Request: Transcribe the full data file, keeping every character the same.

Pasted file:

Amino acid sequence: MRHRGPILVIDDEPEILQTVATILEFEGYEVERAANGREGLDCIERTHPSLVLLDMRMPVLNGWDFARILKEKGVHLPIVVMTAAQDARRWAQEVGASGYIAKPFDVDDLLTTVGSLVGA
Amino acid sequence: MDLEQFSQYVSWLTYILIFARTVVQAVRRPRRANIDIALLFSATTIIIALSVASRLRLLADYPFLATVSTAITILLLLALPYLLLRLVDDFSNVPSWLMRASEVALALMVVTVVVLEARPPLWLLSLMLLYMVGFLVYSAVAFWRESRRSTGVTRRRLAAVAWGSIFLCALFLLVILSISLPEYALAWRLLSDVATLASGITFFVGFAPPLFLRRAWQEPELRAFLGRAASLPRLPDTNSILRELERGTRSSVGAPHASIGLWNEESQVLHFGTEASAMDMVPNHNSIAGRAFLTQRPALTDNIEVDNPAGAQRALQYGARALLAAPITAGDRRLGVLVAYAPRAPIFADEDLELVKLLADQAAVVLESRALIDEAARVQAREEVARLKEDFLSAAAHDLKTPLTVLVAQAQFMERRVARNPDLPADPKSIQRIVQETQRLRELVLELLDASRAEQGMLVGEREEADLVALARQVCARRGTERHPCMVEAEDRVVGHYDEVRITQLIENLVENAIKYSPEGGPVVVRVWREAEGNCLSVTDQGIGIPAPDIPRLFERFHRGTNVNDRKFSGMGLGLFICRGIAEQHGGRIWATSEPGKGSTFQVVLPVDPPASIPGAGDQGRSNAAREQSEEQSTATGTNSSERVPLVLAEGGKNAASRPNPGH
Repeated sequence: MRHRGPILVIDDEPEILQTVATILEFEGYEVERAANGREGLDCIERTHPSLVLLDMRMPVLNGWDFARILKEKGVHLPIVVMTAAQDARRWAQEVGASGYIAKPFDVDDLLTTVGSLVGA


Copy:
Amino acid sequence: MRHRGPILVIDDEPEILQTVATILEFEGYEVERAANGREGLDCIERTHPSLVLLDMRMPVLNGWDFARILKEKGVHLPIVVMTAAQDARRWAQEVGASGYIAKPFDVDDLLTTVGSLVGA
Amino acid sequence: MDLEQFSQYVSWLTYILIFARTVVQAVRRPRRANIDIALLFSATTIIIALSVASRLRLLADYPFLATVSTAITILLLLALPYLLLRLVDDFSNVPSWLMRASEVALALMVVTVVVLEARPPLWLLSLMLLYMVGFLVYSAVAFWRESRRSTGVTRRRLAAVAWGSIFLCALFLLVILSISLPEYALAWRLLSDVATLASGITFFVGFAPPLFLRRAWQEPELRAFLGRAASLPRLPDTNSILRELERGTRSSVGAPHASIGLWNEESQVLHFGTEASAMDMVPNHNSIAGRAFLTQRPALTDNIEVDNPAGAQRALQYGARALLAAPITAGDRRLGVLVAYAPRAPIFADEDLELVKLLADQAAVVLESRALIDEAARVQAREEVARLKEDFLSAAAHDLKTPLTVLVAQAQFMERRVARNPDLPADPKSIQRIVQETQRLRELVLELLDASRAEQGMLVGEREEADLVALARQVCARRGTERHPCMVEAEDRVVGHYDEVRITQLIENLVENAIKYSPEGGPVVVRVWREAEGNCLSVTDQGIGIPAPDIPRLFERFHRGTNVNDRKFSGMGLGLFICRGIAEQHGGRIWATSEPGKGSTFQVVLPVDPPASIPGAGDQGRSNAAREQSEEQSTATGTNSSERVPLVLAEGGKNAASRPNPGH
Repeated sequence: MRHRGPILVIDDEPEILQTVATILEFEGYEVERAANGREGLDCIERTHPSLVLLDMRMPVLNGWDFARILKEKGVHLPIVVMTAAQDARRWAQEVGASGYIAKPFDVDDLLTTVGSLVGA